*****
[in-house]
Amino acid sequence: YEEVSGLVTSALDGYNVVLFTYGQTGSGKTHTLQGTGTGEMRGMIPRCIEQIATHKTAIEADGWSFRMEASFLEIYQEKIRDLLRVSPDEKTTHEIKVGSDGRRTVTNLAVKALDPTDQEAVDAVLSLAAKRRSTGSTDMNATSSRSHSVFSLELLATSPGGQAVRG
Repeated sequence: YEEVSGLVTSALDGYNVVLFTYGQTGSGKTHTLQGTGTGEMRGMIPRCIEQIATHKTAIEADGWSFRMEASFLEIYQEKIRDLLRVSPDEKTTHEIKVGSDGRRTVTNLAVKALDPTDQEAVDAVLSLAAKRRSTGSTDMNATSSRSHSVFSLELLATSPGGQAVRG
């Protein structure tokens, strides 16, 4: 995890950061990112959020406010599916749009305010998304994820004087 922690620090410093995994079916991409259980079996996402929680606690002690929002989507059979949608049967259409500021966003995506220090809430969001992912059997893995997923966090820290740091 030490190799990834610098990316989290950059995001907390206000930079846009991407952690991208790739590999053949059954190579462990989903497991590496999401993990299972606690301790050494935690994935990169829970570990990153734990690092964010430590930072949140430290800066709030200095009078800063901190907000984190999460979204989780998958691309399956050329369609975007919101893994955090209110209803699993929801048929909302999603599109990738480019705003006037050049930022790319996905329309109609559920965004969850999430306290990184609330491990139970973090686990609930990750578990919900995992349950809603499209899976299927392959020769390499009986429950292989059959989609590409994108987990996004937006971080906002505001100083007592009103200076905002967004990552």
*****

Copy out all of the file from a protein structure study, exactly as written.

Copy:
[in-house]
Amino acid sequence: YEEVSGLVTSALDGYNVVLFTYGQTGSGKTHTLQGTGTGEMRGMIPRCIEQIATHKTAIEADGWSFRMEASFLEIYQEKIRDLLRVSPDEKTTHEIKVGSDGRRTVTNLAVKALDPTDQEAVDAVLSLAAKRRSTGSTDMNATSSRSHSVFSLELLATSPGGQAVRG
Repeated sequence: YEEVSGLVTSALDGYNVVLFTYGQTGSGKTHTLQGTGTGEMRGMIPRCIEQIATHKTAIEADGWSFRMEASFLEIYQEKIRDLLRVSPDEKTTHEIKVGSDGRRTVTNLAVKALDPTDQEAVDAVLSLAAKRRSTGSTDMNATSSRSHSVFSLELLATSPGGQAVRG
């Protein structure tokens, strides 16, 4: 995890950061990112959020406010599916749009305010998304994820004087 922690620090410093995994079916991409259980079996996402929680606690002690929002989507059979949608049967259409500021966003995506220090809430969001992912059997893995997923966090820290740091 030490190799990834610098990316989290950059995001907390206000930079846009991407952690991208790739590999053949059954190579462990989903497991590496999401993990299972606690301790050494935690994935990169829970570990990153734990690092964010430590930072949140430290800066709030200095009078800063901190907000984190999460979204989780998958691309399956050329369609975007919101893994955090209110209803699993929801048929909302999603599109990738480019705003006037050049930022790319996905329309109609559920965004969850999430306290990184609330491990139970973090686990609930990750578990919900995992349950809603499209899976299927392959020769390499009986429950292989059959989609590409994108987990996004937006971080906002505001100083007592009103200076905002967004990552």